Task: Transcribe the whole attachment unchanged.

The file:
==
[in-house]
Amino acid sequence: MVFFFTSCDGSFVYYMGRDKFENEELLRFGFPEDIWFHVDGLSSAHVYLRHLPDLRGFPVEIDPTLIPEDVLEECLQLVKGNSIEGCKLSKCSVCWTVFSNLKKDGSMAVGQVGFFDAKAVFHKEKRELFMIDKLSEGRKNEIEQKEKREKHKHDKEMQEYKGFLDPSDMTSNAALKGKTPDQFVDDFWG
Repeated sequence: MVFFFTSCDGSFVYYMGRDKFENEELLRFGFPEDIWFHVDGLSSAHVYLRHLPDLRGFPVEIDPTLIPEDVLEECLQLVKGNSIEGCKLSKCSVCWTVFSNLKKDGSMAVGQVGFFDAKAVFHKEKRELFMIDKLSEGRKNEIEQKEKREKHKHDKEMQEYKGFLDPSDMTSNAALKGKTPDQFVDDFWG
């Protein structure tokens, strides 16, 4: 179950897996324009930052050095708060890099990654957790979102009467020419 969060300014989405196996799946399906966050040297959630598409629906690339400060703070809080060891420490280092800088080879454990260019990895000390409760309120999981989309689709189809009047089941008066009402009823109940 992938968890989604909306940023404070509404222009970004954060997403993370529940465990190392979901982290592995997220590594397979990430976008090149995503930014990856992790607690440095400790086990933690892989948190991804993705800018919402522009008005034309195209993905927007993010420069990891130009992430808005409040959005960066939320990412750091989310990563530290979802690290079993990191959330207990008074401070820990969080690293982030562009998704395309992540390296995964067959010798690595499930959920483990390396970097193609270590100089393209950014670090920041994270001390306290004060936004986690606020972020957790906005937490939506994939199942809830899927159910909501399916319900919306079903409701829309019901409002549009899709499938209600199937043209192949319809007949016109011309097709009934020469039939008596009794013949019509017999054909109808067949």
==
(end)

[in-house]
Amino acid sequence: MVFFFTSCDGSFVYYMGRDKFENEELLRFGFPEDIWFHVDGLSSAHVYLRHLPDLRGFPVEIDPTLIPEDVLEECLQLVKGNSIEGCKLSKCSVCWTVFSNLKKDGSMAVGQVGFFDAKAVFHKEKRELFMIDKLSEGRKNEIEQKEKREKHKHDKEMQEYKGFLDPSDMTSNAALKGKTPDQFVDDFWG
Repeated sequence: MVFFFTSCDGSFVYYMGRDKFENEELLRFGFPEDIWFHVDGLSSAHVYLRHLPDLRGFPVEIDPTLIPEDVLEECLQLVKGNSIEGCKLSKCSVCWTVFSNLKKDGSMAVGQVGFFDAKAVFHKEKRELFMIDKLSEGRKNEIEQKEKREKHKHDKEMQEYKGFLDPSDMTSNAALKGKTPDQFVDDFWG
């Protein structure tokens, strides 16, 4: 179950897996324009930052050095708060890099990654957790979102009467020419 969060300014989405196996799946399906966050040297959630598409629906690339400060703070809080060891420490280092800088080879454990260019990895000390409760309120999981989309689709189809009047089941008066009402009823109940 992938968890989604909306940023404070509404222009970004954060997403993370529940465990190392979901982290592995997220590594397979990430976008090149995503930014990856992790607690440095400790086990933690892989948190991804993705800018919402522009008005034309195209993905927007993010420069990891130009992430808005409040959005960066939320990412750091989310990563530290979802690290079993990191959330207990008074401070820990969080690293982030562009998704395309992540390296995964067959010798690595499930959920483990390396970097193609270590100089393209950014670090920041994270001390306290004060936004986690606020972020957790906005937490939506994939199942809830899927159910909501399916319900919306079903409701829309019901409002549009899709499938209600199937043209192949319809007949016109011309097709009934020469039939008596009794013949019509017999054909109808067949």